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PhD (in progress) – Sociology, University of York
MA – Criminology and Social Research (Distinction), University of York
BA (Hons) – Modern History (2.1), University of Oxford
Following her undergraduate studies, Carol worked within the voluntary sector for a number of years, including as director of a charity working with young people experiencing homelessness and later as chief executive of an environmental campaigning charity.
Her interest in the criminal justice system originates in voluntary roles with the York Youth Offending Team (Feb 2005 – Jul 2007) and as a prison visitor at HMP and YOI Askham Grange (Aug 2004 – Aug 2007). Since 2010 she has worked part-time as a prison chaplain in high security, medium secure and open prisons, offering pastoral care and worship for prisoners and prison staff. She has a particular interest in how prisons function and in prison cultures and staff-prisoner relationships.
Follow her on twitter @_Carol_Robinson
Carol is the holder of an ESRC PhD Studentship, as part of the White Rose Doctoral Training Centre. Her current research, Dying Inside: deaths from natural causes in prison culture, regimes and relationships aims to describe how the growing number of prisoners dying of natural causes impacts on prison culture, regimes and relationships. It will also consider the factors influencing the responses of prison regimes and personnel to this phenomenon.
Her PhD research builds on a previous study, Prison Officers’ perceptions and experiences of working with dying prisoners in a high security prison, ‘insider’ research undertaken as part of her MA in Criminology and Social Research. This study explored how perceptions of self, of role and of prisoners influenced how prison officers worked with dying prisoners and identified examples of the emotional labour they undertake in these situations.
Carol’s previous research includes a study of the faith-based training of prison chaplains in England and Wales.
Her PhD is supervised by Professor Maggie O’Neill and Dr Ruth Penfold-Mounce.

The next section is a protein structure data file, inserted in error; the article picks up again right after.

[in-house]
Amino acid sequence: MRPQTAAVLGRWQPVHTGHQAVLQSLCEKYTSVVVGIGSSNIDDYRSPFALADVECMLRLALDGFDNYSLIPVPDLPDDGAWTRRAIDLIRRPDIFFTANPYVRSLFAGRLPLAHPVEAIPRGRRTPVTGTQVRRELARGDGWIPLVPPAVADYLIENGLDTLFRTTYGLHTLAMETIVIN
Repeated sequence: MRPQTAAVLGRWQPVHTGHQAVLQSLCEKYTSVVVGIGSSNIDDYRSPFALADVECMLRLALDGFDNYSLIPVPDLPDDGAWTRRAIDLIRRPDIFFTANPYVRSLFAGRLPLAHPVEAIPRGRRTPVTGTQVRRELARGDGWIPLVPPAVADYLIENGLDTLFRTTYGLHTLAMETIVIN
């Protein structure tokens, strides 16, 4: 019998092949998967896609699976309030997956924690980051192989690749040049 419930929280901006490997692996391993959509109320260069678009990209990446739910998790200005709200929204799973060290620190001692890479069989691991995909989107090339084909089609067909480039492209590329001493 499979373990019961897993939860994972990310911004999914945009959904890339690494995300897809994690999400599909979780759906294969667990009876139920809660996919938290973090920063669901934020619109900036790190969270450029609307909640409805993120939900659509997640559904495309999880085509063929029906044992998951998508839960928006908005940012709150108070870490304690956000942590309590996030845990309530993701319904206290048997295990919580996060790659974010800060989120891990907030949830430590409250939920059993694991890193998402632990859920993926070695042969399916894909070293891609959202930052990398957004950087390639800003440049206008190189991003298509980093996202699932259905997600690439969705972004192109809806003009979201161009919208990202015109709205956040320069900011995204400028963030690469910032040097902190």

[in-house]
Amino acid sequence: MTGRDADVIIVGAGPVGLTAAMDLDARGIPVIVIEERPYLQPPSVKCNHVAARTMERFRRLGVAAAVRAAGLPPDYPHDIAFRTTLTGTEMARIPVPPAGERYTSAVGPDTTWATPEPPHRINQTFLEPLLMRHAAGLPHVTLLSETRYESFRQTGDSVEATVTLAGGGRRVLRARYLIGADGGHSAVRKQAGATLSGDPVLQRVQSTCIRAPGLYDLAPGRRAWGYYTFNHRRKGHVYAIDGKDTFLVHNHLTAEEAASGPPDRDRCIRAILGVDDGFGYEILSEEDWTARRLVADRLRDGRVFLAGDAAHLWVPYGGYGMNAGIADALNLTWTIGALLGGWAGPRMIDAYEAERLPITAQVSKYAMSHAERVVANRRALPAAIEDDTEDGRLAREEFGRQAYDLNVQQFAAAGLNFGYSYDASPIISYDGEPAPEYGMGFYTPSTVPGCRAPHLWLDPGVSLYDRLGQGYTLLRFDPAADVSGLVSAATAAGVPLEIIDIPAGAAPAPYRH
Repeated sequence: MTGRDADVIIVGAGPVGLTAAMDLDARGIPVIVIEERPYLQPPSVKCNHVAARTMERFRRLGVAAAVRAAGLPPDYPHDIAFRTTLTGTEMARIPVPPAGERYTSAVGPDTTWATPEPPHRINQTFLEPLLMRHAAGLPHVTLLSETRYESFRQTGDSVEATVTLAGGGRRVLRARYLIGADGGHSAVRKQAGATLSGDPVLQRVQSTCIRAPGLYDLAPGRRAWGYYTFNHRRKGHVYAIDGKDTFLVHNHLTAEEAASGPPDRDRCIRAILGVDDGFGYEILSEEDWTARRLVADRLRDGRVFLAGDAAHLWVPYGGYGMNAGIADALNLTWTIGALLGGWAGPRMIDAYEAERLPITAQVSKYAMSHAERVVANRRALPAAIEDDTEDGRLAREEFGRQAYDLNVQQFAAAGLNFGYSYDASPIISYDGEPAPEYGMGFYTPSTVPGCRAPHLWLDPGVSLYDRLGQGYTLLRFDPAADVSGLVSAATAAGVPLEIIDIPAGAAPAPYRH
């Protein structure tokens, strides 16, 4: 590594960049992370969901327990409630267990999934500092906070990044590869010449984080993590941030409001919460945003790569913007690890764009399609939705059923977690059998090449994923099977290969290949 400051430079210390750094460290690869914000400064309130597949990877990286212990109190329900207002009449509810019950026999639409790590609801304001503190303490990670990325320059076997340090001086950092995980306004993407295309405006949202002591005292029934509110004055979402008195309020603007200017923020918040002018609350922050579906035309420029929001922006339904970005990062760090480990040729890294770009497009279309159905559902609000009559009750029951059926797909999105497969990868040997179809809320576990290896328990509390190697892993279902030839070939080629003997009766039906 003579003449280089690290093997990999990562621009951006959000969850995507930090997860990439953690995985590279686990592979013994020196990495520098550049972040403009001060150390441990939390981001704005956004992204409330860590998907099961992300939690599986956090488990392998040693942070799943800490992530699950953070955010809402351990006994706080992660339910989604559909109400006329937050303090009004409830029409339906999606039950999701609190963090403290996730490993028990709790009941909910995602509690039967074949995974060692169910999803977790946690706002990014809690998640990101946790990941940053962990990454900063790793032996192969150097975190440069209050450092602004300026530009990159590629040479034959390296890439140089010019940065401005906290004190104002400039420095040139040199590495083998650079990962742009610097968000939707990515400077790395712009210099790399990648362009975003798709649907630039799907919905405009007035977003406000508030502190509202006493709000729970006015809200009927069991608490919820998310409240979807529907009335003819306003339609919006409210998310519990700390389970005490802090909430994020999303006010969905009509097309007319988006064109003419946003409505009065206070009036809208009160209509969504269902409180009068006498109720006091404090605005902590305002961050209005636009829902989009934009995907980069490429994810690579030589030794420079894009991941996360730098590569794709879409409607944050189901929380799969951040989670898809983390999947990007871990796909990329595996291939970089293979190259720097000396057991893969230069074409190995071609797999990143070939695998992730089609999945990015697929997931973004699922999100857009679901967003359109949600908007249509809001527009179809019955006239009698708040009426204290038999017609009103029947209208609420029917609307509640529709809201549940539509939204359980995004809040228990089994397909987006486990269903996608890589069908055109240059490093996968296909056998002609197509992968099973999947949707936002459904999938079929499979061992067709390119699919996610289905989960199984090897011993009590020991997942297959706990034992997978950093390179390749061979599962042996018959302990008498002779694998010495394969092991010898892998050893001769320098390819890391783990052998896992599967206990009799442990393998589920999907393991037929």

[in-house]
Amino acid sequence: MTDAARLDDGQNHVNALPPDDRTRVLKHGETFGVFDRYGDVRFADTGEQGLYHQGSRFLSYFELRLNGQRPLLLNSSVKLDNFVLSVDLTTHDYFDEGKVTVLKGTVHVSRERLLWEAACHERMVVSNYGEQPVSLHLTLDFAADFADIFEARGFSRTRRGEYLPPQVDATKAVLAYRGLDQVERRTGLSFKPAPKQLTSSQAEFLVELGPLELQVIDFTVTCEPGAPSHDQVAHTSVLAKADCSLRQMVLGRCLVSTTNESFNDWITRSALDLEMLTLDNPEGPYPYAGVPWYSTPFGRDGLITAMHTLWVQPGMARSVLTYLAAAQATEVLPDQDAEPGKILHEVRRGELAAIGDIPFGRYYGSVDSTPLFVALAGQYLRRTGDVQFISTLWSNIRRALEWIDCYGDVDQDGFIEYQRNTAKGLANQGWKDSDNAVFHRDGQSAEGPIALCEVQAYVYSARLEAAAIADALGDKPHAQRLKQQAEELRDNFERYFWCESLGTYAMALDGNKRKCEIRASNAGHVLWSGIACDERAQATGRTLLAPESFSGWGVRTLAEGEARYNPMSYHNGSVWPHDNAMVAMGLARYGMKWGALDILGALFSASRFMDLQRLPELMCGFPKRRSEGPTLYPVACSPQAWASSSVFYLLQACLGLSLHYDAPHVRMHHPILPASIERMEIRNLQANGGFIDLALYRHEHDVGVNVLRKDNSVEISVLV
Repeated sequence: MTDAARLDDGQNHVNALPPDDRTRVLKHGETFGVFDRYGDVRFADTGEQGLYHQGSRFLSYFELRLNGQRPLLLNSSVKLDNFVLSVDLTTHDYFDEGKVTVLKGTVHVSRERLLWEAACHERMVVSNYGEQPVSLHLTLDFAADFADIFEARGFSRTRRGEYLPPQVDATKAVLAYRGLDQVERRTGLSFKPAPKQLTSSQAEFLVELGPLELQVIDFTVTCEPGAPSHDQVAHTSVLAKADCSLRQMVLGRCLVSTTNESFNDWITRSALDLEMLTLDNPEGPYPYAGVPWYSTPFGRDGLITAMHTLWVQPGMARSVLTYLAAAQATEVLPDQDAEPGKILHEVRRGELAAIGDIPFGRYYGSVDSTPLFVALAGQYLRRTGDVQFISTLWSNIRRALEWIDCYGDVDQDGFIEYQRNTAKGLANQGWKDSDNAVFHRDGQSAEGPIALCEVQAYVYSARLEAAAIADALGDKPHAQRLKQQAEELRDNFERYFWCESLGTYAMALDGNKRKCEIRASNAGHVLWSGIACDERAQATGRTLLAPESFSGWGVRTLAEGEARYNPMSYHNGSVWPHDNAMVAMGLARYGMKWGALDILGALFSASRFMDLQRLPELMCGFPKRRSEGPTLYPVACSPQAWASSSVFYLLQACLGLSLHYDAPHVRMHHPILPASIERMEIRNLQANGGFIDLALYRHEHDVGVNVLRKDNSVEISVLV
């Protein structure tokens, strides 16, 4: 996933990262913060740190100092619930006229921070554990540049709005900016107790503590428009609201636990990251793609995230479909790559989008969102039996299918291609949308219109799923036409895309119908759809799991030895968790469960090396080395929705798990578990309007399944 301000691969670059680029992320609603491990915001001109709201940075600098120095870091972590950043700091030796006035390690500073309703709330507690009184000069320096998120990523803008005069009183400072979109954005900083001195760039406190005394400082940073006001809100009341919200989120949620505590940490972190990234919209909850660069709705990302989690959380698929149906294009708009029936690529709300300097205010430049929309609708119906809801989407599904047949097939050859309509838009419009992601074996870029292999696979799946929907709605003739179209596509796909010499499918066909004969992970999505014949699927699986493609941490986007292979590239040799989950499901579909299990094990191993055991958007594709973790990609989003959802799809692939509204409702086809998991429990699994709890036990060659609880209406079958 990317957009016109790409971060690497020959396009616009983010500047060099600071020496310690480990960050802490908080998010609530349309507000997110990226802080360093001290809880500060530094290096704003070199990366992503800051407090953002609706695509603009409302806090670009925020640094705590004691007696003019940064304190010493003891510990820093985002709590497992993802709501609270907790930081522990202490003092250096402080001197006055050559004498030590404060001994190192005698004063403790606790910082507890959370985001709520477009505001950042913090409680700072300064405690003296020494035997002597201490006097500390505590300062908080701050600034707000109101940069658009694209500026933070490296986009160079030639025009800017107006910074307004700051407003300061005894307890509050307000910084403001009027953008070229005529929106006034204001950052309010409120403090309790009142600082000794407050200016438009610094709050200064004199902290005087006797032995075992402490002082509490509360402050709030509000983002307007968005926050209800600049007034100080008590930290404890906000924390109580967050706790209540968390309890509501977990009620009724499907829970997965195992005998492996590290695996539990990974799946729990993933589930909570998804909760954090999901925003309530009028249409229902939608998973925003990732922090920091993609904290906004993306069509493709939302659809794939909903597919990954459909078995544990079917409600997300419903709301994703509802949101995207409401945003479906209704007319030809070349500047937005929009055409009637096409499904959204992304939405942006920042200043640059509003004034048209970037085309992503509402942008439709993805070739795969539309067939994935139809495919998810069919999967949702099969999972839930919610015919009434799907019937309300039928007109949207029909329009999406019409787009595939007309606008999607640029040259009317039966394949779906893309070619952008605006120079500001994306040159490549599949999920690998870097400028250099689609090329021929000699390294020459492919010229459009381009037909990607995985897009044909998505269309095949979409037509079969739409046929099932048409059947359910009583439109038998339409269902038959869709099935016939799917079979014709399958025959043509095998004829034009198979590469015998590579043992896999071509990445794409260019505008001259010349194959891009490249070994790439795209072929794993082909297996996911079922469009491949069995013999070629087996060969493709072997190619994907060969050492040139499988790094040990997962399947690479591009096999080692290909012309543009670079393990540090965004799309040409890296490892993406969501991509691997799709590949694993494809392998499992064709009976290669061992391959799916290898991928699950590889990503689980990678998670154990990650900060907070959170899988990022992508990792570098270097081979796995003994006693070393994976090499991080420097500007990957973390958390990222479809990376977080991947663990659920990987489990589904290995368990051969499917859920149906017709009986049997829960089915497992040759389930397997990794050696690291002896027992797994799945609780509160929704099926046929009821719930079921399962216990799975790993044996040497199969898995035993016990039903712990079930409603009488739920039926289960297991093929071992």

Robinson, C. (2017). Book review: Infinite distraction. Information, Communication & Society [Online]. Available at: http://www.tandfonline.com/doi/full/10.1080/1369118X.2017.1353120
Emotional Labour in Criminology and Criminal Justice. Invited member of discussion panel at “British Society of Criminology Annual Conference 2017: Forging Social Justice”, 4-7 July 2017, Sheffield.
Tomato Plants and Ice-cream: Prison Officers’ approaches to dying prisoners. Presented at “Deaths at the Margins of the State, Centre for Death and Society Conference”, 9-10 June 2017, Bath.
Dying Inside: deaths from natural causes in prison culture, regimes and relationships. Presented at “Deaths in the Criminal Justice System”, 23 February 2017. York.
Robinson, C. (2017). Not anonymous enough? Research data and issues of anonymity. 18 April 2017. Women Are Boring. [Online]. Available at: https://womenareboring.wordpress.com/2017/04/18/not-anonymous-enough-research-data-and-issues-of-anonymity/
Robinson, C. (2018). Tackling the ethical approval process. Forms over function: ethics, ethnography and the NHS. 15 January 2018. Women Are Boring. [Online]. Available at: https://womenareboring.wordpress.com/2018/01/15/tackling-the-ethical-approval-process/
Public Engagement Events
Dying in Prison. Finalist in University of York Three Minute Thesis competition, 2017.
Dealing with death in prison. Presentation as part of York ‘Dying Awareness’ week, May 2017.
Carol was a seminar tutor (2016-2017) on the undergraduate module at the University of York, The Sociology of Crime and Deviance, and lectured on prisons as part of this module (2017-18).
She has also delivered seminars as part of the MA Module, Critical Perspectives on the Criminal Justice System, for the University of York’s MA in Criminology and Social Research and for the University of York Health Sciences Department CPD module on Palliative and End of life Care for healthcare professionals.